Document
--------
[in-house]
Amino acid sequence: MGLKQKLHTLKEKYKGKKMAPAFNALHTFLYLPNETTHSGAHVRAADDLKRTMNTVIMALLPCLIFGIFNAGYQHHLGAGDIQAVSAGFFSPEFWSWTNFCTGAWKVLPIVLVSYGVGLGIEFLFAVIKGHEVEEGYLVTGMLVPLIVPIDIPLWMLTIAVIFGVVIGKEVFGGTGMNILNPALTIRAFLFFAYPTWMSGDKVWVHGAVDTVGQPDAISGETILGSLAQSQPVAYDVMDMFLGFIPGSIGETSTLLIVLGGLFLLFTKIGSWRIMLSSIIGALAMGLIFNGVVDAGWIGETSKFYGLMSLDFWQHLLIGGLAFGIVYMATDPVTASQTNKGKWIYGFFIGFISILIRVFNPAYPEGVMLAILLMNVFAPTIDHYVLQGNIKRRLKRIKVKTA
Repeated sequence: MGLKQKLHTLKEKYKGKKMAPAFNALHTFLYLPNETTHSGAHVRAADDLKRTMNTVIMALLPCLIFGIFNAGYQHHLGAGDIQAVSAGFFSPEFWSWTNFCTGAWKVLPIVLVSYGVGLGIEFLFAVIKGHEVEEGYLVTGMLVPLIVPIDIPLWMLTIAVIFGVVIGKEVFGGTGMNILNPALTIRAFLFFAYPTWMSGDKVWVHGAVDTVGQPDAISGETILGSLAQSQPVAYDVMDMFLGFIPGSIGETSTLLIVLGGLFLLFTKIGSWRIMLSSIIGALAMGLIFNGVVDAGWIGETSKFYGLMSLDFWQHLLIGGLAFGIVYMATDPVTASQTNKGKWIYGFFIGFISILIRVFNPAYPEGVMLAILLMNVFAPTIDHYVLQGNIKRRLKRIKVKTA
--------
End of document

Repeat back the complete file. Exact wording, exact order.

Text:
[in-house]
Amino acid sequence: MGLKQKLHTLKEKYKGKKMAPAFNALHTFLYLPNETTHSGAHVRAADDLKRTMNTVIMALLPCLIFGIFNAGYQHHLGAGDIQAVSAGFFSPEFWSWTNFCTGAWKVLPIVLVSYGVGLGIEFLFAVIKGHEVEEGYLVTGMLVPLIVPIDIPLWMLTIAVIFGVVIGKEVFGGTGMNILNPALTIRAFLFFAYPTWMSGDKVWVHGAVDTVGQPDAISGETILGSLAQSQPVAYDVMDMFLGFIPGSIGETSTLLIVLGGLFLLFTKIGSWRIMLSSIIGALAMGLIFNGVVDAGWIGETSKFYGLMSLDFWQHLLIGGLAFGIVYMATDPVTASQTNKGKWIYGFFIGFISILIRVFNPAYPEGVMLAILLMNVFAPTIDHYVLQGNIKRRLKRIKVKTA
Repeated sequence: MGLKQKLHTLKEKYKGKKMAPAFNALHTFLYLPNETTHSGAHVRAADDLKRTMNTVIMALLPCLIFGIFNAGYQHHLGAGDIQAVSAGFFSPEFWSWTNFCTGAWKVLPIVLVSYGVGLGIEFLFAVIKGHEVEEGYLVTGMLVPLIVPIDIPLWMLTIAVIFGVVIGKEVFGGTGMNILNPALTIRAFLFFAYPTWMSGDKVWVHGAVDTVGQPDAISGETILGSLAQSQPVAYDVMDMFLGFIPGSIGETSTLLIVLGGLFLLFTKIGSWRIMLSSIIGALAMGLIFNGVVDAGWIGETSKFYGLMSLDFWQHLLIGGLAFGIVYMATDPVTASQTNKGKWIYGFFIGFISILIRVFNPAYPEGVMLAILLMNVFAPTIDHYVLQGNIKRRLKRIKVKTA